Regular readers of this blog know that we focus much of our content on real estate lead generation and conversion. Data shows that agents who dedicate themselves to real estate lead generation are the top performers in our industry. Today’s post is about lead generation, but from a different perspective: data, or more specifically, predictive analytics.
From small businesses to a giant behemoth management consulting firm like McKinsey, data analytics is now an essential element in business planning.
DEFINING PREDICTIVE ANALYTICS
Predictive analytics is about using data to make predications about someone’s future behavior. The more data available, the more accurate the predictions are likely to be.
Simply, predictive analysis uses existing historical and transactional data to identify opportunities and risks. Credit reports are a common use of predictive analytics, for example.
The beauty of real estate is that we have access to an enormous pool of data. MLS listings alone provide a plethora of information, and the MLS data experts continue to expand the amount of data about home seller and buyer characteristics.
Data analysts then take our real estate data and meld it with consumer metrics available through sources like credit card companies. Using complex algorithms, the data analysts can predict buyer behaviors such as the kind of neighborhoods they’d be looking for, size of home, acreage, etc. Armed with this data, agents can more effectively target their real estate lead generation efforts.
Let’s take a look at a number of ways that data and predictive analytics is being used in the real estate industry:
- Automate the initial lead engagement process. Analytics can actually help improve the way you engage with customers and thus the likelihood of converting to a sale. You may think you know the questions potential clients are likely to ask based on past experience, but a platform or model can process that information more efficiently, so you can be prepared not only for what questions you’ll be asked but how to improve the experience for your customers and convert them to clients.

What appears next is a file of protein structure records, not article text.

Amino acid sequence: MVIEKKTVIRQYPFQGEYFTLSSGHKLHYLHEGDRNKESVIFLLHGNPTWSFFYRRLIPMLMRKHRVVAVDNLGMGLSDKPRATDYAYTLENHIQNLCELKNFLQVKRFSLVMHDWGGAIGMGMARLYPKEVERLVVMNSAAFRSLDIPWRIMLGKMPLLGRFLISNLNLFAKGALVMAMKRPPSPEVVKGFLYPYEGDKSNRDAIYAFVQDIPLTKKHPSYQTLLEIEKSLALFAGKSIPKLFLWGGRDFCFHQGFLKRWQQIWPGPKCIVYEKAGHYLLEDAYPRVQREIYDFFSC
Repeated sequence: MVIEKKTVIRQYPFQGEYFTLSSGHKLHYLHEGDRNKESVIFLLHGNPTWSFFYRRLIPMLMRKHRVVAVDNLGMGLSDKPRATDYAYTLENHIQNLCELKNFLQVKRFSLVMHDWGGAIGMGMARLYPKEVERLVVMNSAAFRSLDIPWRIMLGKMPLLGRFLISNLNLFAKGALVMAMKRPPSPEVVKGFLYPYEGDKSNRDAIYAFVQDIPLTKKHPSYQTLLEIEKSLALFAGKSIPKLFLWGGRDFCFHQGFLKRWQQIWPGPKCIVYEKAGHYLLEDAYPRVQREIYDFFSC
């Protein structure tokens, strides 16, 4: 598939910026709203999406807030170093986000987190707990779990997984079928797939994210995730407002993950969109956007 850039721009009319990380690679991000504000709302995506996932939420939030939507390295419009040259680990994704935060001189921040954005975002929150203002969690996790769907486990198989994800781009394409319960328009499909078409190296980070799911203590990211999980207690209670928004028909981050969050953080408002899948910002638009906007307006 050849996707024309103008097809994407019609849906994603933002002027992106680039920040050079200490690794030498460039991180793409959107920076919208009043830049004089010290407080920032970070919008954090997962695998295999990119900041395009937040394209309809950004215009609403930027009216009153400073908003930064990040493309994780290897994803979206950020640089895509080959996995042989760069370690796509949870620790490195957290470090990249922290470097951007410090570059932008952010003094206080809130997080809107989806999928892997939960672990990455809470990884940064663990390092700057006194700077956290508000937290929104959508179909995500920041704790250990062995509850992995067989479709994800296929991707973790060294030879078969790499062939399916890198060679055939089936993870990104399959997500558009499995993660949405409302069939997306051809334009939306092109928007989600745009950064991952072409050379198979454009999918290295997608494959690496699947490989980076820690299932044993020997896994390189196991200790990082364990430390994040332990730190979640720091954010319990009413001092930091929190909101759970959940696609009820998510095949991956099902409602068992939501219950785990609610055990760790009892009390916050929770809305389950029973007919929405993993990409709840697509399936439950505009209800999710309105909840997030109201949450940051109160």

- Improve the value of your existing leads. You already know not every lead is the same and some are easier to convert than others. Lead scoring can help you determine which ones are worth targeting so you can maximize revenue and minimize time waste.
- Automated Valuation Models (AVM): AVMs are statistically-based computer programs that use real estate information such as comparable sales, property characteristics, and price trends to provide a current estimate of market value for a specific property.
- Develop predictive property recommendations. With the right platform, you can introduce buyers to neighborhoods or specific properties that match their lifestyle rather than a specific search criterion, in much the same way online dating apps work. Buyers may say they want three bedrooms when they intend to use one of the bedrooms as an office. By using data for property matching, you can show them a house with fewer bedrooms but another room – a converted garage space, for example – that can be used as an office.
- Cluster analysis: Identifies patterns in the data helping to determine which groups of properties are likely to perform more similarly, and which are more likely to diverge. Obviously, cluster analysis can play an important role in NEIGHBORHOOD SEARCH.
- Home improvement: Investment in kitchen and bathroom upgrades always pays off, right? No need to make assumptions when you can analyze the ROI of home improvement. Analytics can evaluate improvements and upgrades to local homes to discern for what buyers are paying and what condition is expected at a specific price point.
We want to close by reinforcing the importance of having a lead scoring model to anchor your real estate lead generation efforts. This doesn’t have to be as difficult as it sounds, but you – or your agency – should consider creating an analytics platform that monitors conversion rates based on marketing, for instance. Google Analytics is a platform used by many marketers to identify traffic sources yield best conversions. As another example of analytics, Facebook ads use information acquired through Google AdWords to target appropriate demographics. You may choose to start with one of these existing platforms, but the point is you need a working system for tracking leads.